By coincidence, the galley proofs for the piece came back to me for
review a few days after September 11. I paused as I re-read my words,
and I thought about the reaction those words might spark, given the
reflexive outpouring of patriotism in the wake of the terrorist
attacks. I thought about the controversy that some of my writing had
already sparked on campus and, it turned out, beyond the campus. I
thought about how easy it would be to take out that sentence.
I thought about all that for some time before deciding to let it
stand. My reason was simple: I think that statement was true on
September 10, and if anything, I'm more convinced it is true after
I also believe that nestled in the truth of that assertion is a
crucial question for the U.S.-based peace movement, one that we
cannot avoid after 9-11:
Are we truly internationalist? Can we get beyond patriotism? Or, in
the end, are we just Americans?
That is a way, I think, of asking whether we are truly for peace and
I realize that framing of the question may seem harsh. It may rub the
wrong way people who want to hold onto a positive notion of
I mean the statement to be harsh because I believe the question is
crucial. If in the end we are just Americans, if we cannot move
beyond patriotism, then we cannot claim to be internationalists. And,
if we are not truly internationalist in our outlook -- all the way to
the bone -- then I do not think we truly call ourselves people
committed to peace and justice.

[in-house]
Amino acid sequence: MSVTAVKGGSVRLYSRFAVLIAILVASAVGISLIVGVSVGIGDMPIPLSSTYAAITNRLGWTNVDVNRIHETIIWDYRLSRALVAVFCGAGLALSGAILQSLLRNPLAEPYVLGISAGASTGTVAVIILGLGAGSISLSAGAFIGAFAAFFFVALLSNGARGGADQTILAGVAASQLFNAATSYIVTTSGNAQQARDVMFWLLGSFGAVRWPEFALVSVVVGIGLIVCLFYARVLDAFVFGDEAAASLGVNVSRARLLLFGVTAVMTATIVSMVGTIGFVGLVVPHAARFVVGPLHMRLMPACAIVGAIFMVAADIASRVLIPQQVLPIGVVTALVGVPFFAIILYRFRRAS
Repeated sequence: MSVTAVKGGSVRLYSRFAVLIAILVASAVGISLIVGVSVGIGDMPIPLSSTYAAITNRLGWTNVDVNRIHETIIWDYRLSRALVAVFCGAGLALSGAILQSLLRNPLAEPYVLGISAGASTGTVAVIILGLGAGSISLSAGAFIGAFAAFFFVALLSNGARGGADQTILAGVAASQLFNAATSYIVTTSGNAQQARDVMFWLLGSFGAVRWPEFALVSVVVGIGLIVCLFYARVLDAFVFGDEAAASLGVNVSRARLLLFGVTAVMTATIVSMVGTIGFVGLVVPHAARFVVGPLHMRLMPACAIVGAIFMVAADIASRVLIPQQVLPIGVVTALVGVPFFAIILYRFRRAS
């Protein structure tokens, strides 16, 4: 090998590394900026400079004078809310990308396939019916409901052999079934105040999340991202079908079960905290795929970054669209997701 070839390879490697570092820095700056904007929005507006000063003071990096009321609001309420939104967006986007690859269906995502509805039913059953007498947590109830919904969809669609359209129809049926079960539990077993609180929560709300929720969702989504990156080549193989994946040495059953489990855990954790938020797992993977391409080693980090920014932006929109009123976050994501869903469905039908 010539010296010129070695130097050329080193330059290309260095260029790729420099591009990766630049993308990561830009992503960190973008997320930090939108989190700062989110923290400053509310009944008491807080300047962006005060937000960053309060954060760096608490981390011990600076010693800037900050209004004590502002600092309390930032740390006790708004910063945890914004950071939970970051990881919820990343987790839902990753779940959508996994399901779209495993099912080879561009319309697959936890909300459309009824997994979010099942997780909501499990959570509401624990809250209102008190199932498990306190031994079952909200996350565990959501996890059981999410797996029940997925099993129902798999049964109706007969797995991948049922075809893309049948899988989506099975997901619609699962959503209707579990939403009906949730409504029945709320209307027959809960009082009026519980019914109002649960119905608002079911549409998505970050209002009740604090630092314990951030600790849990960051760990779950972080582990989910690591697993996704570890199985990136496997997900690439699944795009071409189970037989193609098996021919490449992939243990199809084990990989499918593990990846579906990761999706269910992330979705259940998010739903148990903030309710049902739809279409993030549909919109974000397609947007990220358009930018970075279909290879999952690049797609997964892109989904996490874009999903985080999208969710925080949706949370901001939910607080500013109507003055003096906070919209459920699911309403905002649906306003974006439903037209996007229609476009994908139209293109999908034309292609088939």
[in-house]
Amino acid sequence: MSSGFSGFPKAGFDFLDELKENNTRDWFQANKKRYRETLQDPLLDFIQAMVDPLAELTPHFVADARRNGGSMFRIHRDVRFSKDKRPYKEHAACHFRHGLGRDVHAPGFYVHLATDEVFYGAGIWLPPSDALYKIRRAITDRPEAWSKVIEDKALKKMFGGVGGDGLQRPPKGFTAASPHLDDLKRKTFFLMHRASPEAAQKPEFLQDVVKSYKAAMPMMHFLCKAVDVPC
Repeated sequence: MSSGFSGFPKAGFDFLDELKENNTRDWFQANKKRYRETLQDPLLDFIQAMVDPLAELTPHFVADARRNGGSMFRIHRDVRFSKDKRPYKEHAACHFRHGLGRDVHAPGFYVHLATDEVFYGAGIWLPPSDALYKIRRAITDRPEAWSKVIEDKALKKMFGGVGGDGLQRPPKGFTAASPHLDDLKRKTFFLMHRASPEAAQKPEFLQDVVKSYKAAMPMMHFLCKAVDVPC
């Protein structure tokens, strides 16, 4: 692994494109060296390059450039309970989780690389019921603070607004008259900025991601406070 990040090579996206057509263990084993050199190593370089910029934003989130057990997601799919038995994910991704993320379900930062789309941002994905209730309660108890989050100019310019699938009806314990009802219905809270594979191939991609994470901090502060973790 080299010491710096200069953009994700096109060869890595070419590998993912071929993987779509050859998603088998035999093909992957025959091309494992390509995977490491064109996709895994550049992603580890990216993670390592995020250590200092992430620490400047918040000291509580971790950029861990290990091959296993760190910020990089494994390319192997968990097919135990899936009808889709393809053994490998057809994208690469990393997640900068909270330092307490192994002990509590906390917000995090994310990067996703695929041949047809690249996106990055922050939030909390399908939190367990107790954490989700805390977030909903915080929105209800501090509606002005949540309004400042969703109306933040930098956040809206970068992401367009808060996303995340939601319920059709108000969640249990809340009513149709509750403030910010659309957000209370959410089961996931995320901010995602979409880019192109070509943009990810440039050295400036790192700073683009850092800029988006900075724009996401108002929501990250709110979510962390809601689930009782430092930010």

Let me try to make the case for this by starting with definitions.
My dictionary defines patriotism as "love and loyal or zealous
support of one's own country." We'll come back to that, but let's
also look beyond the dictionary to how the word is being used at this
moment in history, in this country. I would suggest there are two
different, and competing, definitions of patriotism circulating these
Definition #1: Patriotism as loyalty to the war effort.
It's easy to get a handle on this use of the word. Just listen to the
president of the United States speak. Or watch the TV anchors. Or, as
I have done, be a guest on a lot of talk radio shows. This view of
patriotism is pretty simple: We were attacked. We must defend
ourselves. The only real way to defend ourselves is by military
force. If you want to be patriotic, you should -- you must -- support
I have been told often that it is fine for me to disagree with that
policy, but now is not the time to disagree publicly. A patriotic
person, I am told, should remain quiet and support the troops until
the war is over, at which point we can all have a discussion about
the finer points of policy. If I politely disagree with that, then
the invective flows: Commie, terrorist-lover, disloyal, unpatriotic.
Love it or leave it.
It is easy to take apart this kind of patriotism. It is a patriotism
that is incompatible with democracy or basic human decency. To see
just how intellectually and morally bankrupt a notion it is, just ask
this question: What would we have said to Soviet citizens who might
have made such an argument about patriotic duty as the tanks rolled
into Prague in 1968? To draw that analogy is not to say the two cases
are exactly alike. Rather, it is to point out that a decision to
abandon our responsibility to evaluate government policy and
surrender our power to think critically is a profound failure,
intellectually and morally.
Definition #2: Patriotism as critique of the war effort.
Many in the peace-and-justice movement, myself included, have
suggested that to be truly patriotic one cannot simply accept
policies because they are handed down by leaders or endorsed by a
majority of people, even if it is an overwhelming majority. Being a
citizen in a real democracy, we have said over and over, means
exercising our judgment, evaluating policies, engaging in discussion,
and organizing to try to help see that the best policies are enacted.
When the jingoists start throwing around terms like "anti-American"
and "traitor," we point out that true patriotism means staying true